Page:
Chemical Engineering Science, Vol.170, 213-224, 2017
Particle agglomeration studies in a slurry bubble column due to liquid bridging: Effects of particle size and sparger design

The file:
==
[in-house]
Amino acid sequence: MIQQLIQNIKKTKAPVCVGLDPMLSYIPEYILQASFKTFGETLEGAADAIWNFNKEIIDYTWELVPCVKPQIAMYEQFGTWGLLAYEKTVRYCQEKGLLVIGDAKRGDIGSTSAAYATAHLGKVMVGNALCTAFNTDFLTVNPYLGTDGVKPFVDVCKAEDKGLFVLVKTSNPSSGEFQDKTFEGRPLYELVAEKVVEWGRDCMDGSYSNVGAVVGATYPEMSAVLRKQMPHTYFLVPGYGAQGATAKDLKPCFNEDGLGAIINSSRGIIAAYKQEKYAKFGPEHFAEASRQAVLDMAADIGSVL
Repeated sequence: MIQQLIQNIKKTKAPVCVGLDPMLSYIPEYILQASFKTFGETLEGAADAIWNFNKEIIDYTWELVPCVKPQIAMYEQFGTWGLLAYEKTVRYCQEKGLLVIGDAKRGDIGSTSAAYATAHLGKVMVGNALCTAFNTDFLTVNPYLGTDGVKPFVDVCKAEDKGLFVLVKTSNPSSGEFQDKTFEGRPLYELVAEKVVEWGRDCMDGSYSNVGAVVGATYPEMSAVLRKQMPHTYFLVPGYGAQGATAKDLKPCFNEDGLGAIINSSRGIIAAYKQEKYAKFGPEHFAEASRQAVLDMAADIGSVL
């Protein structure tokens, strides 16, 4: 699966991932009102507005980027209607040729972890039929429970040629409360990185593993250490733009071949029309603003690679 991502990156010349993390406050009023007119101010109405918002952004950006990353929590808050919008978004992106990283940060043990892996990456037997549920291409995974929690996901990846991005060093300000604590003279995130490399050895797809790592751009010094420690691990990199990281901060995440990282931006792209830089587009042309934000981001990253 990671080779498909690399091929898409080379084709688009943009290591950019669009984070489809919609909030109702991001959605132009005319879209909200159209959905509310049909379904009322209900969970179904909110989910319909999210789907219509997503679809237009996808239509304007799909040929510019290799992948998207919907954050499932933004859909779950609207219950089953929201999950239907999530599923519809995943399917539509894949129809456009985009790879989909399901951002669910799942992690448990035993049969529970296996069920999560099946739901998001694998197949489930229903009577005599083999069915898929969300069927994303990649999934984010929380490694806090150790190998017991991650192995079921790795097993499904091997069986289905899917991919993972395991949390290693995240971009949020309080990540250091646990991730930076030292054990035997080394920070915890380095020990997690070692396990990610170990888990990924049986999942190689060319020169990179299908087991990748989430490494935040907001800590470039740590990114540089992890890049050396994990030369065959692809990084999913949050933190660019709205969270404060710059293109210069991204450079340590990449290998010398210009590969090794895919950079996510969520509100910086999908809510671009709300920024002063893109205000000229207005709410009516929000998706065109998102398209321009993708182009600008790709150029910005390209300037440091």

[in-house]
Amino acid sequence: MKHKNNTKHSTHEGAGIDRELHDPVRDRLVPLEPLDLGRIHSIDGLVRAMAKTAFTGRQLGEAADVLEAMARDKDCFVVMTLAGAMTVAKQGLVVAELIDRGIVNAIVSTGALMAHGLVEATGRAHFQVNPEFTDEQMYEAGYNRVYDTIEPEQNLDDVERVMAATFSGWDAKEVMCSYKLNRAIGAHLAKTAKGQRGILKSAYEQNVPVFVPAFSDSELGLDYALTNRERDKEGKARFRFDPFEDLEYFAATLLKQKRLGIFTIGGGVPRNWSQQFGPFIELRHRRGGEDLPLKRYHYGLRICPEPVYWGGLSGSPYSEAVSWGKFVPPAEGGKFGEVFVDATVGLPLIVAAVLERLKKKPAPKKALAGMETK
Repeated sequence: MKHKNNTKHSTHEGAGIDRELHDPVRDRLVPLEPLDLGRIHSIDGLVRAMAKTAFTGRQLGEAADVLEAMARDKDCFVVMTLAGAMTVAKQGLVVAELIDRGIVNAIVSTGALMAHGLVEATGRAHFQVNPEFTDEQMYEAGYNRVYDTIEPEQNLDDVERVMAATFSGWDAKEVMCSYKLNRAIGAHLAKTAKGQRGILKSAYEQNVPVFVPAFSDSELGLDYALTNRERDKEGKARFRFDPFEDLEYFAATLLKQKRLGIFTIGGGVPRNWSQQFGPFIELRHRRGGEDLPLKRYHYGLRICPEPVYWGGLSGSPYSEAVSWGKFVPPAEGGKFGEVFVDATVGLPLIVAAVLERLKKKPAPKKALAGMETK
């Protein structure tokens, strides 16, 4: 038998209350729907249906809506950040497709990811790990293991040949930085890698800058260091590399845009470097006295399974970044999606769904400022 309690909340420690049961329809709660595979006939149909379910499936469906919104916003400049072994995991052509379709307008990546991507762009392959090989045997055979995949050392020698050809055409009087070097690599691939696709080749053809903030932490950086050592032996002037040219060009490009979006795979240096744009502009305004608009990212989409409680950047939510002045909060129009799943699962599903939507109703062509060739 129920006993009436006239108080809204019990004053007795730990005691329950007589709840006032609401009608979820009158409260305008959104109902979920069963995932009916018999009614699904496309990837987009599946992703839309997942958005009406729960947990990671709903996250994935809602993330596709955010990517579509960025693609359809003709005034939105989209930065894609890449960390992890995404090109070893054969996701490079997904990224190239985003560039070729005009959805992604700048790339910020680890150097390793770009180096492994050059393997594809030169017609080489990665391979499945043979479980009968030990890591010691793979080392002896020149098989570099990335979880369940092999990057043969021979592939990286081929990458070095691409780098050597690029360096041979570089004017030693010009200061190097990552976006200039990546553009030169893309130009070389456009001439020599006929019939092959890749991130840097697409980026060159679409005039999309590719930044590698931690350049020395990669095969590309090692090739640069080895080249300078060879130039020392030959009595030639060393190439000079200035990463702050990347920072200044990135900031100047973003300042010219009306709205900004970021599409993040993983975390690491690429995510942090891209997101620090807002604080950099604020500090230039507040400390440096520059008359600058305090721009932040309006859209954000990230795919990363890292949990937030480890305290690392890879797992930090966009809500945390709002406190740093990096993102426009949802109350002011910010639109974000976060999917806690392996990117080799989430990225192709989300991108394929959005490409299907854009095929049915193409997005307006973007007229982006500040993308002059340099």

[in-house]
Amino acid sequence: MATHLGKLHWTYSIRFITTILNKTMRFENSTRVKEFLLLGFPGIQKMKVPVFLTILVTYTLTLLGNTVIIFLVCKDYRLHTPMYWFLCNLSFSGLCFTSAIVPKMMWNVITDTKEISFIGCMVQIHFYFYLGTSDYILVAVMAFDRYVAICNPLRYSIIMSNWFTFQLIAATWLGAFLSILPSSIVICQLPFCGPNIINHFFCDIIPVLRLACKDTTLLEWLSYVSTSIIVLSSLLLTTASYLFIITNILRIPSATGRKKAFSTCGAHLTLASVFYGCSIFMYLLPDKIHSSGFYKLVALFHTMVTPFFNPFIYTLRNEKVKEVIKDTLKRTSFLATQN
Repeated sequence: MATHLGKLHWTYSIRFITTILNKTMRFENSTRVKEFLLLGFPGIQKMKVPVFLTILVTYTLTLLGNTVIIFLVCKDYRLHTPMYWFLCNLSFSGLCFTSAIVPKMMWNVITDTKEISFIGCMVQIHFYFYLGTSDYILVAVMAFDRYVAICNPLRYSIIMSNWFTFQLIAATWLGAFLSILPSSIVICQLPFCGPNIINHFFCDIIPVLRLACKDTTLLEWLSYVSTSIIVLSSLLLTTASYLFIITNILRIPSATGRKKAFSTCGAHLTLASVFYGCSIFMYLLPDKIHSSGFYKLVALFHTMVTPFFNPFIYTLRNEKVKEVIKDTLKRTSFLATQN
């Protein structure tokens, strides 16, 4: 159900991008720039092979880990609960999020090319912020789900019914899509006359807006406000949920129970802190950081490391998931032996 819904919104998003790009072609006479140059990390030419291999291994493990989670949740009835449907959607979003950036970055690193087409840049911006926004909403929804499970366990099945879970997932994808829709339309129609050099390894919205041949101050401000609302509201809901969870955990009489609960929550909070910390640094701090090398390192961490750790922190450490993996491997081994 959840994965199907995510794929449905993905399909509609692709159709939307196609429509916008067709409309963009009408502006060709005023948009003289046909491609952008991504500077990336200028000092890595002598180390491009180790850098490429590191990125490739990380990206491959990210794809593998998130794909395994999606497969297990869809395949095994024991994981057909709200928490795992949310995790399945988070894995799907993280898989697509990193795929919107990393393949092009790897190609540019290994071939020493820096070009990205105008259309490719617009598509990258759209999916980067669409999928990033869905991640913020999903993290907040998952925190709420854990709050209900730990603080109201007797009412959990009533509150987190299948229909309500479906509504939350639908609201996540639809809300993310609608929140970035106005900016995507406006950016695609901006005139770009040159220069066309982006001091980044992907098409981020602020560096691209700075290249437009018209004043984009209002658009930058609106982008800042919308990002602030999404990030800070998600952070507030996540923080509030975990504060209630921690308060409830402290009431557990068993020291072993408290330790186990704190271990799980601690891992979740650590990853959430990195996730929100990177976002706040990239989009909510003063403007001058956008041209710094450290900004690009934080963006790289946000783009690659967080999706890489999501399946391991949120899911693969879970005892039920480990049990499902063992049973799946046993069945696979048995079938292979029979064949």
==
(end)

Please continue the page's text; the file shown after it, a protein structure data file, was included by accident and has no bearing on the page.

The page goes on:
Particle agglomeration can occur in heavy oil upgrading hydroprocessors due to the formation of carbonaceous mesophase, a secondary liquid phase which results from an increased rate of thermal cracking relative to the hydrogenation rate. A cold-flow slurry bubble column operated at atmospheric pressure with an internal diameter of 0.152 m was used to examine particle agglomeration behavior and the overall fluid dynamics in a gas-liquid-liquid-solid system. The experimental system consisted of biodiesel (organic continuous phase), aqueous glycerol solutions (immiscible secondary phase), glass beads and nitrogen. The impacts of the secondary liquid loading, secondary liquid viscosity, and particle diameter on the fluid dynamics were established. Particle agglomeration was studied by measuring the axial solid holdup profiles while varying the superficial gas velocity and secondary liquid loading. Enhanced particle agglomeration was observed when increasing the secondary liquid loading, based on the increased solid holdups at the bottom of the column. Three sparger designs (six-legged spider sparger, perforated plate and conical perforate plate) were compared. Following the glycerol addition, the spider sparger was less effective based on the particle sedimentation at lower liquid/solid ratios when compared to the other sparger designs. A Revolution Powder Analyzer (RPA) was also used for complementary measurements to examine whether operational difficulties due to particle agglomeration can be anticipated using a simplified system. (C) 2017 Elsevier Ltd. All rights reserved.